Thirty years ago this month, tens of thousands of miners went on strike in defence of their jobs and communities. To mark this historic strike, we are publishing the introduction to Unfinished Business by Peter Arkell and Ray Rising, who were photographers during the strike, together with some of their amazing photos.
Thousands of people with their trade union banners and flags turned out for the funeral of Bob Crow. Photo report by Peter Arkell.
Tribute to Bob Crow by Peter Arkell and Dylan Strain.
Today [3 December 2013] marks the 100th anniversary of the birth of revolutionary Marxist and political leader Gerry Healy.
A two-volley salute commemorated the life of Thomas Rainsborough, in a modest but moving ceremony in London's Wapping at the weekend. Photos and report by Peter Arkell
Vic Turner, one of the Pentonville 5 dockers jailed under the Tory government of Edward Heath in 1972, who died recently, takes his place in history as one of the heroes of the labour movement.
David Finch, who joined the revolutionary movement in the 1930s, has died in London. His 75 years of political life are described by Ted Knight, the former leader of Lambeth Council who was a lifelong friend and comrade.
Interview with Professor Evgeny Pashentsev of Moscow state university
The noted actor Corin Redgrave, who died on 6 April 2010, made a major contribution to revolutionary politics in Britain from the early 1970s to the late 1980s.
Chris Harman, one of the main leaders of the British Socialist Workers Party, has died aged 66. Harman was a populariser and propagandist of the SWP’s ideas through several books and many articles. Phil Sharpe estimates his political contribution.
Harry Patch, who has died aged 111, was not the kind of war hero that politicians and the tabloid press feel comfortable with. Peter Arkell reports.
Transport workers’ leader who wielded immense power dies at 96. By Peter Arkell
Former steel fixer Ray Rising describes some experiences made by construction workers both in Britain and in continental Europe during the 1970s and 1980s.
40 years ago this week, the Soviet Union invaded Czechoslovakia to put down the "Prague Spring" and arrest its leaders. Corinna Lotz examines the background to the events that foreshadowed the end of the Stalinist monolith in Eastern Europe.
A World to Win mourns the loss of our comrade Marie Gislaine Leste. She was a valiant fighter for a revolutionary change in society during all the years that we knew her.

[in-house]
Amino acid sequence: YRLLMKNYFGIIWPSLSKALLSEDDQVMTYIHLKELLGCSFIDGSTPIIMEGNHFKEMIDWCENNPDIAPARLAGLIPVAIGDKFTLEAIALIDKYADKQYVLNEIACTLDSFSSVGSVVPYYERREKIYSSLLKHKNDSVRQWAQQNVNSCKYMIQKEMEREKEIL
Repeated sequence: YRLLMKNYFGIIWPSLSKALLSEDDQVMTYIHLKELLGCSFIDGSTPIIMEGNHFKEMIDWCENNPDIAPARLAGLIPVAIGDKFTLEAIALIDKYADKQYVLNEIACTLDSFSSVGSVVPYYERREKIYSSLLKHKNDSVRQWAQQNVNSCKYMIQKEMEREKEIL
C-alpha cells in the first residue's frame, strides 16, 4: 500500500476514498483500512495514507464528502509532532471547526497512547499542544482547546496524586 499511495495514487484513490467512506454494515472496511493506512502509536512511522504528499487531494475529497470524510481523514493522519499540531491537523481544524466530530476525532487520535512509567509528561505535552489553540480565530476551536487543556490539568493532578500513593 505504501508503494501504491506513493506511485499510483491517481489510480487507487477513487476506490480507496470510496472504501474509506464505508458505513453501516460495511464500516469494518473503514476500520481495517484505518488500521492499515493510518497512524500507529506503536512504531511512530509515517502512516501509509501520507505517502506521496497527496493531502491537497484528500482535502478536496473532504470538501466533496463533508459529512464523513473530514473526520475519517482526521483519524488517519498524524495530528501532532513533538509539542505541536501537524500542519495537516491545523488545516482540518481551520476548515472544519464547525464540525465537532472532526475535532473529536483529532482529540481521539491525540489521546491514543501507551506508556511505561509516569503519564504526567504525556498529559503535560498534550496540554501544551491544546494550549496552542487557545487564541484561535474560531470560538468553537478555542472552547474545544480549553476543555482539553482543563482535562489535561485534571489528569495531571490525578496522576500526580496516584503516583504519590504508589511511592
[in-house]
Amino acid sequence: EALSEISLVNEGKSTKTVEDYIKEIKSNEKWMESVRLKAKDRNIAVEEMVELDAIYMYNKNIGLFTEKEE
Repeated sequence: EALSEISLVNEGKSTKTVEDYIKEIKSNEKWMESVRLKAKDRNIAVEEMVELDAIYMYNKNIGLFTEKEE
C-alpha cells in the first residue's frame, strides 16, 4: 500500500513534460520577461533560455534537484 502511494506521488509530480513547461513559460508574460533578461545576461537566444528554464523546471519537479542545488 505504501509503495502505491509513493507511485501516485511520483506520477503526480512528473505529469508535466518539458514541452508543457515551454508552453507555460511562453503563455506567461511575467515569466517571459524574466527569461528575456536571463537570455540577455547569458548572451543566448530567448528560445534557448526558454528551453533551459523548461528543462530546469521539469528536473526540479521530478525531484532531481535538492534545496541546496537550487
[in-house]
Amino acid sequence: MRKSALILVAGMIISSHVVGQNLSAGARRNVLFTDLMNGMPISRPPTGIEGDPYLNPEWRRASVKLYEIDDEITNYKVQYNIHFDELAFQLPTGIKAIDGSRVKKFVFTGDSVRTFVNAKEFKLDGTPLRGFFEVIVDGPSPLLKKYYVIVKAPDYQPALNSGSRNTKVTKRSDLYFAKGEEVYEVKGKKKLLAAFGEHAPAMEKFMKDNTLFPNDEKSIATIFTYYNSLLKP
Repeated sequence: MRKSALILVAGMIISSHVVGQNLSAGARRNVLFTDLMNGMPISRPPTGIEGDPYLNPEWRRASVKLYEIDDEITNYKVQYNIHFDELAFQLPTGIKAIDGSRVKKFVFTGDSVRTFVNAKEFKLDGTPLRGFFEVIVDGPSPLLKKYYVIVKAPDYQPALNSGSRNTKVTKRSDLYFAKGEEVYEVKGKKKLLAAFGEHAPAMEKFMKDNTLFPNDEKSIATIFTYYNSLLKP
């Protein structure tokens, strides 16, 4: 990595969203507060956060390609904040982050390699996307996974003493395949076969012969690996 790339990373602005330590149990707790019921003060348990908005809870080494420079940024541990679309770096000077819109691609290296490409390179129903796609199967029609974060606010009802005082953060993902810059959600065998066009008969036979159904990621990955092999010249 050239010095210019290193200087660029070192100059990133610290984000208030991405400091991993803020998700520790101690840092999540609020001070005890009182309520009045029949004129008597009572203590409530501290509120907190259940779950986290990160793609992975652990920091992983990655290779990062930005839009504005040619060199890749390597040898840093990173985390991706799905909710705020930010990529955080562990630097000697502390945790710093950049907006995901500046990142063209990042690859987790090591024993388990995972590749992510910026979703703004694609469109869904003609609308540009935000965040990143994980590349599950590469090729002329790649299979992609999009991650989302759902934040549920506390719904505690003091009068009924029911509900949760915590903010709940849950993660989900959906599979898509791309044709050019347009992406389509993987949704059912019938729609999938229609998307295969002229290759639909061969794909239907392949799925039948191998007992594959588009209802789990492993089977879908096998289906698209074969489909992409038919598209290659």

Terry Button has written an extensive article covering: The Collapse of the Soviet Union; War and Revolution; The Soviet Union is Born; The Second World War; Post War Reconstruction; The Soviet Union After Stalin; The “Cold War” Years; Revolution and Counter-Revolution; After the Soviet Union – What Now?
Corinna Lotz reviews the life of Pierre Lambert, a leader in the French workers’ movement, who died recently in Paris.
Painter and sculptor Jules de Goede died after a courageous battle against cancer. He was one of the most outstanding artists on the London scene from the mid 1960s. Not only was he totally dedicated to his calling as an artist but he also had the principles and inner resources to oppose today’s capitalist society and work for a more advanced form of social existence.
In 1972, five dockers were sent to prison for defying anti-union laws. Peter Arkell looks at the lessons to be learned from a period of unprecedented trade union militancy in Britain
Hungary 1956 - 50th anniversary special
A World to Win is proud to commemorate the revolutionary heroism of Hungarian workers and students by publishing a specially written article by website editor Paul Feldman about the events that shook the world in 1956. In addition, we are reproducing contemporary analysis and links to photographs, films and reporting.
Hungary’s October revolution – Fifty years ago this month, Hungarian workers, students and intellectuals, supported by sections of the army and police, rose in heroic armed revolution against the country’s Moscow-sponsored Stalinist regime.
Revolution and counter-revolution in Hungary – this pamphlet was first published in November 1956. It was written by Gerry Healy, who was the most prominent post-war leader of the Trotskyist movement in Britain. The Trotskyists campaigned against the lies and crimes of Stalinism from a revolutionary socialist point of view. When the Hungarian Revolution erupted, the pamphlet’s exposé of Stalinism played a significant role in deepening the crisis inside the British Communist Party. Many leading CP members broke with Stalinism and went over to the Trotskyists during this period.
Hungary 1956 – 50th anniversary of a people’s revolution
Presentation by Paul Feldman at A rough guide to the future on 21 October, exploring its meaning for today.
Hungary 1956: Resolutions and statements
The Institute for the Study of the Hungarian Revolution (Hungarian site in English)
American Hungarian Federation (includes photos and film)
BBC On This Day (reports and film)
Hungarian Tragedy by Peter Fryer
Library of Congress links portal
Khrushchev’s Secret Speech